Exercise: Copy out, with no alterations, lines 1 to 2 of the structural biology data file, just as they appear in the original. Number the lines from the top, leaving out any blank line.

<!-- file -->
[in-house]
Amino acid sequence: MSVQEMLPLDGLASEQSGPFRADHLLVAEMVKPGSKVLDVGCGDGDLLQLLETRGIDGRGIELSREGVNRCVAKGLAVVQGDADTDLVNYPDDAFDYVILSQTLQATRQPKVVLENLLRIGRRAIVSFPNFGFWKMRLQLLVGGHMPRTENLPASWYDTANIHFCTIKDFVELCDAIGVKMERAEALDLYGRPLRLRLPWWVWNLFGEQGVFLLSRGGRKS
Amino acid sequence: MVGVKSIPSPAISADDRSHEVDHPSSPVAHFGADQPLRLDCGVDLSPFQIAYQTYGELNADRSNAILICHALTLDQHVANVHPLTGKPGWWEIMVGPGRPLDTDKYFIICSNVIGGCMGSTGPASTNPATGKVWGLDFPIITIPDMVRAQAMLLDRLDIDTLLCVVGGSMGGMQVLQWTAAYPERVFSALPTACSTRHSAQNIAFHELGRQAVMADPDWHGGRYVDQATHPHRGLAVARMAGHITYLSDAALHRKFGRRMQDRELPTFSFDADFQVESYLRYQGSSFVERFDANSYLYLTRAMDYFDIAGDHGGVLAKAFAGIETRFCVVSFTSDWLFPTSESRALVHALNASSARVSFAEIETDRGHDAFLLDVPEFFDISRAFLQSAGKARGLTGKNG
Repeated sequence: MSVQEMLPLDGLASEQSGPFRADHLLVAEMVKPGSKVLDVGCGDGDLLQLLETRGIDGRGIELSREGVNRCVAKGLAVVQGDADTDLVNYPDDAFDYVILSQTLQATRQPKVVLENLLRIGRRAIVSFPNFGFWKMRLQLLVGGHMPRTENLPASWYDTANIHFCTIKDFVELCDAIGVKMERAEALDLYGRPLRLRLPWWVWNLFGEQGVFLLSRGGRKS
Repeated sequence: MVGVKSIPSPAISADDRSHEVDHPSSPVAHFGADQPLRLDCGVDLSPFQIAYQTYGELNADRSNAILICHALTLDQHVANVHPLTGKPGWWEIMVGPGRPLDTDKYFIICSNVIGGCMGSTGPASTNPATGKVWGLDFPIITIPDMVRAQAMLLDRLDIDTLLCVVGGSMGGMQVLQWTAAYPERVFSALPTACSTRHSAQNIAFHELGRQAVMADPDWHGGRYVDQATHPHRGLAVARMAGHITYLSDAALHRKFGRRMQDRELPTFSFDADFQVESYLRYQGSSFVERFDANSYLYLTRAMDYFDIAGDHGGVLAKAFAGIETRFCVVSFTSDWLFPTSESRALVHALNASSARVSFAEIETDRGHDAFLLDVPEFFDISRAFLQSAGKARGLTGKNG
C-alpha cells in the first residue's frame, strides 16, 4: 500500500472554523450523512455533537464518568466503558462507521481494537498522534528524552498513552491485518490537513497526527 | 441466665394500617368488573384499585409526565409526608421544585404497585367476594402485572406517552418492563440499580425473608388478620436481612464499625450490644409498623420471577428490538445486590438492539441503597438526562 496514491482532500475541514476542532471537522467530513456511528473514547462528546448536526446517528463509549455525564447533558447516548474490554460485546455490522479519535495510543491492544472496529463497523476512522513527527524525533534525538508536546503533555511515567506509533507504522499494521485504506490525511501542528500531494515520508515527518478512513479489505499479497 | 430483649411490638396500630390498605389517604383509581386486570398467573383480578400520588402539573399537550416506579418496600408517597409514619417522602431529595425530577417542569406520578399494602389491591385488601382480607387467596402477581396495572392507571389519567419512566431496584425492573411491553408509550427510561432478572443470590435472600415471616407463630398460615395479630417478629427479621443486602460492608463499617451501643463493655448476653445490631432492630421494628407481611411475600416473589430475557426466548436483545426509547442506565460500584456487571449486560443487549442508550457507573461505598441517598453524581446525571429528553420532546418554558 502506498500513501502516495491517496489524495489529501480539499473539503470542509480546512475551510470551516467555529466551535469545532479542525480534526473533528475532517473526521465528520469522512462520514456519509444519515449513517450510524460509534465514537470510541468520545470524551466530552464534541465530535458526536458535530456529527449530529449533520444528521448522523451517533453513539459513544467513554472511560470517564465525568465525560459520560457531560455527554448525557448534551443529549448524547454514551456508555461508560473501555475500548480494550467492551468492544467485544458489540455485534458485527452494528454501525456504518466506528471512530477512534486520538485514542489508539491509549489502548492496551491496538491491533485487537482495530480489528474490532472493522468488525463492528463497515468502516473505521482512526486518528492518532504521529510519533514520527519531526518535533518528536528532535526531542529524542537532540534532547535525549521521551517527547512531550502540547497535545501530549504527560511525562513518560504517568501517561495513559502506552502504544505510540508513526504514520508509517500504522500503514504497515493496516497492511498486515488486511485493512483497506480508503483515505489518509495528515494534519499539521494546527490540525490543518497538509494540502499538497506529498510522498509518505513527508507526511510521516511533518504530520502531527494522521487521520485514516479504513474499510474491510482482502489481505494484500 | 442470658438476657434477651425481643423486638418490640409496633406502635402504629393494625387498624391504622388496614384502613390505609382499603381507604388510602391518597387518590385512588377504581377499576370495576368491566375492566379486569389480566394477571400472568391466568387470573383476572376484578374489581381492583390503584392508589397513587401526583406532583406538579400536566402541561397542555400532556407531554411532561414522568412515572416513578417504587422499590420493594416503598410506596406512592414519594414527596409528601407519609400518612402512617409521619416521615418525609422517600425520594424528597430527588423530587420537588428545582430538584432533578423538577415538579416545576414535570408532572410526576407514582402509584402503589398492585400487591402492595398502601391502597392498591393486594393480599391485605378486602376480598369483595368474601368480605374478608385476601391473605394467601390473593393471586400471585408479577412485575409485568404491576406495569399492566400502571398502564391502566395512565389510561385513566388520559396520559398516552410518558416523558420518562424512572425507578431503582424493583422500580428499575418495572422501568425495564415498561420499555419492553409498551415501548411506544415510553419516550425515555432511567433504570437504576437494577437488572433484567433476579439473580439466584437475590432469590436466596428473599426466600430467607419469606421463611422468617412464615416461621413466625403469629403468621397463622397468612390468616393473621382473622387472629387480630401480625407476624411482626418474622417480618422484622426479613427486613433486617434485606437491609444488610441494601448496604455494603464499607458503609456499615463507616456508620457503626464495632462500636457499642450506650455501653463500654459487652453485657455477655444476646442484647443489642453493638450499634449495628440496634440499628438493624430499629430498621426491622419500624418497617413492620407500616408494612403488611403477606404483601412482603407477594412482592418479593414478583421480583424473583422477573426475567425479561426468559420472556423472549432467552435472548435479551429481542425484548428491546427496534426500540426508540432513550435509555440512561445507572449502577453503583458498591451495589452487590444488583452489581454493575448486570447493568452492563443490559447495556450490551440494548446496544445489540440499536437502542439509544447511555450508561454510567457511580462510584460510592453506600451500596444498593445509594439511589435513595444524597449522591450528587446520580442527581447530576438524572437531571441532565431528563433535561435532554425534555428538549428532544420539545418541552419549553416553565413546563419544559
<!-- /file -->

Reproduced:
[in-house]
Amino acid sequence: MSVQEMLPLDGLASEQSGPFRADHLLVAEMVKPGSKVLDVGCGDGDLLQLLETRGIDGRGIELSREGVNRCVAKGLAVVQGDADTDLVNYPDDAFDYVILSQTLQATRQPKVVLENLLRIGRRAIVSFPNFGFWKMRLQLLVGGHMPRTENLPASWYDTANIHFCTIKDFVELCDAIGVKMERAEALDLYGRPLRLRLPWWVWNLFGEQGVFLLSRGGRKS